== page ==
I discovered today that a post a couple of weeks ago about Christians and the environment popped up on a Christian environmentalist blog. My post was ‘Shouldn’t Christians Care about the Environment?” and the brief response (if it was a response at all) was called ‘Self-interest makes Christians better ecologists.’
I actually couldn’t tell from the entry whether or not the blogger agreed or disagreed with my post. There is only one sentence: “Anthony suggests that the reason Christians make better ecologists is that they put people first.”
This isn’t much to go on but there was still something about it that compelled me to reply.
While I’m glad that the blogger recognized that I was not in the slightest maintaining that Christians should be indifferent to the environment, what I was communicating (I thought) was not that this is because Christians ought to put people first.
To sum up some basic points and offer some clarification that wasn’t in the original post…
1. God clearly placed the earth under the care and stewardship of humans in Genesis.
2. Care for the earth can NEVER come at the expense of humans. (if Jesus said that we are worth more than a sparrow, surely we are worth more than dirt)
3. How we decide to care for the earth must tie into our created nature one way or the other. Ie, the our concern is derived in some measure by our own likes and dislikes and never in the ‘interests’ of the planet for nothing more than the sake of the planet.
That requires some explanation. Look, if I go over to Larry and have a talk, Larry can tell me what his interests are. He can tell me what he likes and dislikes. He can tell me if he’s hurt, or sick, or happy. He can tell me if I’m making problems for him. Larry is sentient and can communicate. Thus, with reasonable confidence we can ascertain what Larry’s real interests are.
The planet cannot speak.
I repeat: The planet is not sentient. It doesn’t have a brain. It doesn’t have a nervous system. It cannot tell us how it feels, what it prefers, and what role we may have in its comfort or discomfort.
If the planet cannot speak, that means that someone else must speak for it. Ie, us humans. In short, you can’t take humans out of the equation. Christians have the advantage of not only knowing this but also the advantage of knowing how to balance various values in proper relation.
4. The ‘environment’ is important, but not as important as humans. So, you’ll forgive me if I can’t get excited about saving the baby seals while millions of unborn humans are being slaughtered around the globe every year.
From this comes my suggestion that if environmentalists really want to get Christians to come on board, they would do well to take abortion off the table. Just as it would be hard to get excited about preserving historic buildings in Europe in 1944 while millions of Jews are being systematically exterminated, it is hard for the Christians I am speaking for to be enthusiastic about the ozone layer while millions of humans are unnaturally dying before their first breath.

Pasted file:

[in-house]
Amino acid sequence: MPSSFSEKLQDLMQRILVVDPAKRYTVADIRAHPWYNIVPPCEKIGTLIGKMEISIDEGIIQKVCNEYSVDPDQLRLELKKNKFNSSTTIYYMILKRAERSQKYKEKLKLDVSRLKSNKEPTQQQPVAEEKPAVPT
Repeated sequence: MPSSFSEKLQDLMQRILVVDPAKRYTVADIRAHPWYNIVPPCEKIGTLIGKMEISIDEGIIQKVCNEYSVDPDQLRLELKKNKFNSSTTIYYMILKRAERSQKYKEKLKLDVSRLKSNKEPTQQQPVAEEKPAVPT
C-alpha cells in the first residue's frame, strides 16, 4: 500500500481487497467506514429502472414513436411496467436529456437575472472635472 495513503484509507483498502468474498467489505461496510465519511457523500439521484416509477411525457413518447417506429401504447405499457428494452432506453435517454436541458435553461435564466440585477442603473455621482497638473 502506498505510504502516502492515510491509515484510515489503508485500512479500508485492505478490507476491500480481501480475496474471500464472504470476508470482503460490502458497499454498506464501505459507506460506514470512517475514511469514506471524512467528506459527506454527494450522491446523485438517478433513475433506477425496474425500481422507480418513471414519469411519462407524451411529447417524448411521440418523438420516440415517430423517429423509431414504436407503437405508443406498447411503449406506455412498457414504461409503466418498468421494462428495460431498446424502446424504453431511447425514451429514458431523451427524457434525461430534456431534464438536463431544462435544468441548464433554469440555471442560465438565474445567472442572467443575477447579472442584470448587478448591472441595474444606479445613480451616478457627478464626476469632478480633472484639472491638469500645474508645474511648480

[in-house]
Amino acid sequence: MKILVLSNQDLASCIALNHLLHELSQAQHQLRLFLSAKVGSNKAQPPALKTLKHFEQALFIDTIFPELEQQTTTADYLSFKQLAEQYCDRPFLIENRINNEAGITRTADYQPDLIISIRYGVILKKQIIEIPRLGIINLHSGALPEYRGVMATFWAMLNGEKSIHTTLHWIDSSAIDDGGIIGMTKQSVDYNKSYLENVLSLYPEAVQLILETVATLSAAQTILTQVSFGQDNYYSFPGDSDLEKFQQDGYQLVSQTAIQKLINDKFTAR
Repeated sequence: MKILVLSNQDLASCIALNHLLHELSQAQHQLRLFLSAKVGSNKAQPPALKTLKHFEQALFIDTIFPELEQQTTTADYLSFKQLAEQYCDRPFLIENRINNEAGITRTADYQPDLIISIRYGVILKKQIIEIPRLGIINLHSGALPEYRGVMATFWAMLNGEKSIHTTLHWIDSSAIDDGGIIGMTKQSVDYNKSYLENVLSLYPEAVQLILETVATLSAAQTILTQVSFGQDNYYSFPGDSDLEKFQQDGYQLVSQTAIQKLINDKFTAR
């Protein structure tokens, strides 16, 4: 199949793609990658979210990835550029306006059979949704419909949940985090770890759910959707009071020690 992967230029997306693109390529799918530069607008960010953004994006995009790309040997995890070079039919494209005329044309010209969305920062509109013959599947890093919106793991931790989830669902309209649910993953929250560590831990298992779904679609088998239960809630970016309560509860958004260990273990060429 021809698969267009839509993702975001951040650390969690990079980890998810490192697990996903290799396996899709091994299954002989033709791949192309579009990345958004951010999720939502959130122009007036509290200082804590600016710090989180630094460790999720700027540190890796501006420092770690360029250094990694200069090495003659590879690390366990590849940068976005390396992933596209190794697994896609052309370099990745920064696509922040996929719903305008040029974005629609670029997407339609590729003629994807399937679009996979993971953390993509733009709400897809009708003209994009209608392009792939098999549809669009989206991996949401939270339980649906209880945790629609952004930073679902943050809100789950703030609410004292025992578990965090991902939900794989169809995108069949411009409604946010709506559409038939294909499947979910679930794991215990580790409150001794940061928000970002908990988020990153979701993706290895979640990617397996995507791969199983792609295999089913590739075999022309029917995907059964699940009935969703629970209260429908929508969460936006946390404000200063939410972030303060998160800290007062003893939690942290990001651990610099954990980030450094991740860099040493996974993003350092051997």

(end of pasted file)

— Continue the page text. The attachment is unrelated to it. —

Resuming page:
Of course, this highlights a very important consideration: what if the environmentalists themselves think that global abortion on demand is actually a sound environmental measure necessary to ‘save the planet’? This yahoo is not the only person who thinks exactly that.
It may not seem evident to the reader why people might believe that more abortions are necessary to stop global warming but if you understand that most environmentalists really pin the planet’s problems on overpopulation more than anything else, it will start to make sense.
And if this is the kind of thinking driving the environmentalist movement, I submit that there will be huge swaths of the Christian community that will simply never come around. I know I won’t. Never. Not even if the earth is so choked up with pollution that none of the already living are able to survive. Find a solution that doesn’t involve mass abortion and eventual tyranny or stop wasting my time.
5. If we humans must use our own preferences as our guide as to what the planet ‘wants’ then obviously we must remember that we are not the only humans on the planet. Ie, human ‘A’ may think that the planet is better off in one way and human ‘B’ may think that the planet is better off in another way. The only problem is that a certain class of humans, the environmentalists, have decided that only their way really is in the interest of the planet. Moreover, they try to frame the matter in such a way as to obscure their own role in the calculation. They don’t say, “These are my ideas about a healthy planet.” They say, “X is bad for the planet.” As if we could know what the planet wanted or needed. In this way, environmentalists are able to relegate into oblivion all the people who don’t have the same preferences.
It isn’t about putting ‘people first.’ It is first of all recognizing that a proper balance of things is necessary, and people are purposely placed in that balance and second of all recognizing that ALL people are purposely balanced in that place. It isn’t ‘people first.’ It’s recognizing that you can’t take humans out of the environmental equation. We belong there. We are not trespassers. It may be that we cannot ‘mess it all up,’ but nor is it htat the Planet is Our Master. It just ain’t so.